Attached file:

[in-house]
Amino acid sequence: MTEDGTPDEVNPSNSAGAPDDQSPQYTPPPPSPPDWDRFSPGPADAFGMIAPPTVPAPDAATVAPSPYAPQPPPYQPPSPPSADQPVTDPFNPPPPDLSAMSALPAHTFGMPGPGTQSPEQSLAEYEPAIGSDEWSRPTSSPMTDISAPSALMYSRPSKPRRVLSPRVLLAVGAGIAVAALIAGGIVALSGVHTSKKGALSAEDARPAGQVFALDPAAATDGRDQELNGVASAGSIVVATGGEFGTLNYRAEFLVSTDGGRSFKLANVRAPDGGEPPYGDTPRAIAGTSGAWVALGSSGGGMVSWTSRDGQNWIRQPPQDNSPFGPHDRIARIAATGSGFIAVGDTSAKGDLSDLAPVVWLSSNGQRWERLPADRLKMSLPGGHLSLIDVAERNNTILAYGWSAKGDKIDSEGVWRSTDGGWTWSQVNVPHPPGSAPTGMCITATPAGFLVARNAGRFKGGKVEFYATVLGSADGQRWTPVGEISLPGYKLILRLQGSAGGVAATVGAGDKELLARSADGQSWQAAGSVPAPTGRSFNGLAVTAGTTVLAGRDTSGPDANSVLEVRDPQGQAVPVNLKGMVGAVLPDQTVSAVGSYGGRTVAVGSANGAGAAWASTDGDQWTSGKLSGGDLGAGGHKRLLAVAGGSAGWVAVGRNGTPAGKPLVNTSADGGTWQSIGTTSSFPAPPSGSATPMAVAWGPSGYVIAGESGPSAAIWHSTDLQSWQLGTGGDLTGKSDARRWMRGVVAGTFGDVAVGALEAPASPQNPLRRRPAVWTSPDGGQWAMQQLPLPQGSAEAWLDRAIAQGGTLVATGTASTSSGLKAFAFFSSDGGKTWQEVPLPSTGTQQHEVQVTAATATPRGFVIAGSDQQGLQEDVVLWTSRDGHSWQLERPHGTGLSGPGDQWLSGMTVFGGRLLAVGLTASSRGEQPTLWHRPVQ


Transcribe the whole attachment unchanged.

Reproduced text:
[in-house]
Amino acid sequence: MTEDGTPDEVNPSNSAGAPDDQSPQYTPPPPSPPDWDRFSPGPADAFGMIAPPTVPAPDAATVAPSPYAPQPPPYQPPSPPSADQPVTDPFNPPPPDLSAMSALPAHTFGMPGPGTQSPEQSLAEYEPAIGSDEWSRPTSSPMTDISAPSALMYSRPSKPRRVLSPRVLLAVGAGIAVAALIAGGIVALSGVHTSKKGALSAEDARPAGQVFALDPAAATDGRDQELNGVASAGSIVVATGGEFGTLNYRAEFLVSTDGGRSFKLANVRAPDGGEPPYGDTPRAIAGTSGAWVALGSSGGGMVSWTSRDGQNWIRQPPQDNSPFGPHDRIARIAATGSGFIAVGDTSAKGDLSDLAPVVWLSSNGQRWERLPADRLKMSLPGGHLSLIDVAERNNTILAYGWSAKGDKIDSEGVWRSTDGGWTWSQVNVPHPPGSAPTGMCITATPAGFLVARNAGRFKGGKVEFYATVLGSADGQRWTPVGEISLPGYKLILRLQGSAGGVAATVGAGDKELLARSADGQSWQAAGSVPAPTGRSFNGLAVTAGTTVLAGRDTSGPDANSVLEVRDPQGQAVPVNLKGMVGAVLPDQTVSAVGSYGGRTVAVGSANGAGAAWASTDGDQWTSGKLSGGDLGAGGHKRLLAVAGGSAGWVAVGRNGTPAGKPLVNTSADGGTWQSIGTTSSFPAPPSGSATPMAVAWGPSGYVIAGESGPSAAIWHSTDLQSWQLGTGGDLTGKSDARRWMRGVVAGTFGDVAVGALEAPASPQNPLRRRPAVWTSPDGGQWAMQQLPLPQGSAEAWLDRAIAQGGTLVATGTASTSSGLKAFAFFSSDGGKTWQEVPLPSTGTQQHEVQVTAATATPRGFVIAGSDQQGLQEDVVLWTSRDGHSWQLERPHGTGLSGPGDQWLSGMTVFGGRLLAVGLTASSRGEQPTLWHRPVQ